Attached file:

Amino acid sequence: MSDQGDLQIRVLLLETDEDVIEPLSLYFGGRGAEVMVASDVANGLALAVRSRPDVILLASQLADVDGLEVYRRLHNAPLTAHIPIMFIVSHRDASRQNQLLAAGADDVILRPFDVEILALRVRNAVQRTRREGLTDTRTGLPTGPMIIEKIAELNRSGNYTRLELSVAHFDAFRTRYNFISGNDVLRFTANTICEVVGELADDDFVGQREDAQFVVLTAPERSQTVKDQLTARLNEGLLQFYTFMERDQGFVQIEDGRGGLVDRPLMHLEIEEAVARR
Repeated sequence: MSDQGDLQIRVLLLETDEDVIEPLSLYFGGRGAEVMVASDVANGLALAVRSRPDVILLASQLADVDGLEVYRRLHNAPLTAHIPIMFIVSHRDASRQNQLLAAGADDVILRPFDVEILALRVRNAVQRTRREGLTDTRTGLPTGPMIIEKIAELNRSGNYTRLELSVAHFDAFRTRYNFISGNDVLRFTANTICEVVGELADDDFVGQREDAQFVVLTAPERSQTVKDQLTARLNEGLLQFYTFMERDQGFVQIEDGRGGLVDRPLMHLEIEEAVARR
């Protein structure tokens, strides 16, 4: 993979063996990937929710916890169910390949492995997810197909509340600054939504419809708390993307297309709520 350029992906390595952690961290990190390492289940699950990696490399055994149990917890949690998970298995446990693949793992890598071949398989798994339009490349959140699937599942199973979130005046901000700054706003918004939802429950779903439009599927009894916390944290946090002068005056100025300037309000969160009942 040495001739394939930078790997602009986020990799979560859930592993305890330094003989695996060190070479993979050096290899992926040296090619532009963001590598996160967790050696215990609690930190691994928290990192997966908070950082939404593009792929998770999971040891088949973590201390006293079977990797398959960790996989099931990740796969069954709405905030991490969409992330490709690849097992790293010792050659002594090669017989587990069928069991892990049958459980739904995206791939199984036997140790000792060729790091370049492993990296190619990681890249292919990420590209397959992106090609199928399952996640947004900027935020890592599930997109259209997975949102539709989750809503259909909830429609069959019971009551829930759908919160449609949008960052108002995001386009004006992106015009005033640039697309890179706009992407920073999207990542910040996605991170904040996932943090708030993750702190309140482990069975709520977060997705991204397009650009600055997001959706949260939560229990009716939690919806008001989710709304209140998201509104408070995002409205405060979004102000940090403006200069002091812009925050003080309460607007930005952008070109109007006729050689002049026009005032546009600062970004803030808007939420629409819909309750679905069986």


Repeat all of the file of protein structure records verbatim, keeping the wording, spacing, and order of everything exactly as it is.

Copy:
Amino acid sequence: MSDQGDLQIRVLLLETDEDVIEPLSLYFGGRGAEVMVASDVANGLALAVRSRPDVILLASQLADVDGLEVYRRLHNAPLTAHIPIMFIVSHRDASRQNQLLAAGADDVILRPFDVEILALRVRNAVQRTRREGLTDTRTGLPTGPMIIEKIAELNRSGNYTRLELSVAHFDAFRTRYNFISGNDVLRFTANTICEVVGELADDDFVGQREDAQFVVLTAPERSQTVKDQLTARLNEGLLQFYTFMERDQGFVQIEDGRGGLVDRPLMHLEIEEAVARR
Repeated sequence: MSDQGDLQIRVLLLETDEDVIEPLSLYFGGRGAEVMVASDVANGLALAVRSRPDVILLASQLADVDGLEVYRRLHNAPLTAHIPIMFIVSHRDASRQNQLLAAGADDVILRPFDVEILALRVRNAVQRTRREGLTDTRTGLPTGPMIIEKIAELNRSGNYTRLELSVAHFDAFRTRYNFISGNDVLRFTANTICEVVGELADDDFVGQREDAQFVVLTAPERSQTVKDQLTARLNEGLLQFYTFMERDQGFVQIEDGRGGLVDRPLMHLEIEEAVARR
């Protein structure tokens, strides 16, 4: 993979063996990937929710916890169910390949492995997810197909509340600054939504419809708390993307297309709520 350029992906390595952690961290990190390492289940699950990696490399055994149990917890949690998970298995446990693949793992890598071949398989798994339009490349959140699937599942199973979130005046901000700054706003918004939802429950779903439009599927009894916390944290946090002068005056100025300037309000969160009942 040495001739394939930078790997602009986020990799979560859930592993305890330094003989695996060190070479993979050096290899992926040296090619532009963001590598996160967790050696215990609690930190691994928290990192997966908070950082939404593009792929998770999971040891088949973590201390006293079977990797398959960790996989099931990740796969069954709405905030991490969409992330490709690849097992790293010792050659002594090669017989587990069928069991892990049958459980739904995206791939199984036997140790000792060729790091370049492993990296190619990681890249292919990420590209397959992106090609199928399952996640947004900027935020890592599930997109259209997975949102539709989750809503259909909830429609069959019971009551829930759908919160449609949008960052108002995001386009004006992106015009005033640039697309890179706009992407920073999207990542910040996605991170904040996932943090708030993750702190309140482990069975709520977060997705991204397009650009600055997001959706949260939560229990009716939690919806008001989710709304209140998201509104408070995002409205405060979004102000940090403006200069002091812009925050003080309460607007930005952008070109109007006729050689002049026009005032546009600062970004803030808007939420629409819909309750679905069986």